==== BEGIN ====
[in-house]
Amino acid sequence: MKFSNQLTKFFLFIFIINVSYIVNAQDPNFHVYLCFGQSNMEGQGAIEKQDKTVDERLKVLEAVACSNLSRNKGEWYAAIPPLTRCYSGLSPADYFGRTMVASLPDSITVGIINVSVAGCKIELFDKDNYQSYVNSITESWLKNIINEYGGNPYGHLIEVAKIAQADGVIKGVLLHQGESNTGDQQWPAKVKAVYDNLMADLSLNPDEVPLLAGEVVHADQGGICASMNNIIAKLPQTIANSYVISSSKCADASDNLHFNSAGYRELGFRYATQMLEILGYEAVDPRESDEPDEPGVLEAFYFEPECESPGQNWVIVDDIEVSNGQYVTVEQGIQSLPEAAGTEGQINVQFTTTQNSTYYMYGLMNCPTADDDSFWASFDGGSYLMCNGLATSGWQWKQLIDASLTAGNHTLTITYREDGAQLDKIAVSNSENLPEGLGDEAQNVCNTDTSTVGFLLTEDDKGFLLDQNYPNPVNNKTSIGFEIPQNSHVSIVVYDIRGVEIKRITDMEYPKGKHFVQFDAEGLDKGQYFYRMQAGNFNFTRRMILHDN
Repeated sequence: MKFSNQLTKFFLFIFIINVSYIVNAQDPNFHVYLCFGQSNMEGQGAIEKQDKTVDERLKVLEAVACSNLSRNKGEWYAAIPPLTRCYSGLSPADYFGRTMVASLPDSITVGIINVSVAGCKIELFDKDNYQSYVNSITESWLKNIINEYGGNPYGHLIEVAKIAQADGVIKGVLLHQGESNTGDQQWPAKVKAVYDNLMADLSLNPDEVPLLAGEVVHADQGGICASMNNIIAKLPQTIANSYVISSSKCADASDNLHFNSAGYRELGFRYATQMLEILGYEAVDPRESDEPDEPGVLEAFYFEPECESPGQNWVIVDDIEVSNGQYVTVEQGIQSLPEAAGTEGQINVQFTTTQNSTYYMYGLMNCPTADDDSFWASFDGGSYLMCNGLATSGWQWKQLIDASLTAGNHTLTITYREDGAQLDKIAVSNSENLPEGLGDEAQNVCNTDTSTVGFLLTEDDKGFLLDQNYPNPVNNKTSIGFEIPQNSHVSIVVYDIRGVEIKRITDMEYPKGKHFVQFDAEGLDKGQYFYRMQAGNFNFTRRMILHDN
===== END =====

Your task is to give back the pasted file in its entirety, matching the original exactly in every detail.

[in-house]
Amino acid sequence: MKFSNQLTKFFLFIFIINVSYIVNAQDPNFHVYLCFGQSNMEGQGAIEKQDKTVDERLKVLEAVACSNLSRNKGEWYAAIPPLTRCYSGLSPADYFGRTMVASLPDSITVGIINVSVAGCKIELFDKDNYQSYVNSITESWLKNIINEYGGNPYGHLIEVAKIAQADGVIKGVLLHQGESNTGDQQWPAKVKAVYDNLMADLSLNPDEVPLLAGEVVHADQGGICASMNNIIAKLPQTIANSYVISSSKCADASDNLHFNSAGYRELGFRYATQMLEILGYEAVDPRESDEPDEPGVLEAFYFEPECESPGQNWVIVDDIEVSNGQYVTVEQGIQSLPEAAGTEGQINVQFTTTQNSTYYMYGLMNCPTADDDSFWASFDGGSYLMCNGLATSGWQWKQLIDASLTAGNHTLTITYREDGAQLDKIAVSNSENLPEGLGDEAQNVCNTDTSTVGFLLTEDDKGFLLDQNYPNPVNNKTSIGFEIPQNSHVSIVVYDIRGVEIKRITDMEYPKGKHFVQFDAEGLDKGQYFYRMQAGNFNFTRRMILHDN
Repeated sequence: MKFSNQLTKFFLFIFIINVSYIVNAQDPNFHVYLCFGQSNMEGQGAIEKQDKTVDERLKVLEAVACSNLSRNKGEWYAAIPPLTRCYSGLSPADYFGRTMVASLPDSITVGIINVSVAGCKIELFDKDNYQSYVNSITESWLKNIINEYGGNPYGHLIEVAKIAQADGVIKGVLLHQGESNTGDQQWPAKVKAVYDNLMADLSLNPDEVPLLAGEVVHADQGGICASMNNIIAKLPQTIANSYVISSSKCADASDNLHFNSAGYRELGFRYATQMLEILGYEAVDPRESDEPDEPGVLEAFYFEPECESPGQNWVIVDDIEVSNGQYVTVEQGIQSLPEAAGTEGQINVQFTTTQNSTYYMYGLMNCPTADDDSFWASFDGGSYLMCNGLATSGWQWKQLIDASLTAGNHTLTITYREDGAQLDKIAVSNSENLPEGLGDEAQNVCNTDTSTVGFLLTEDDKGFLLDQNYPNPVNNKTSIGFEIPQNSHVSIVVYDIRGVEIKRITDMEYPKGKHFVQFDAEGLDKGQYFYRMQAGNFNFTRRMILHDN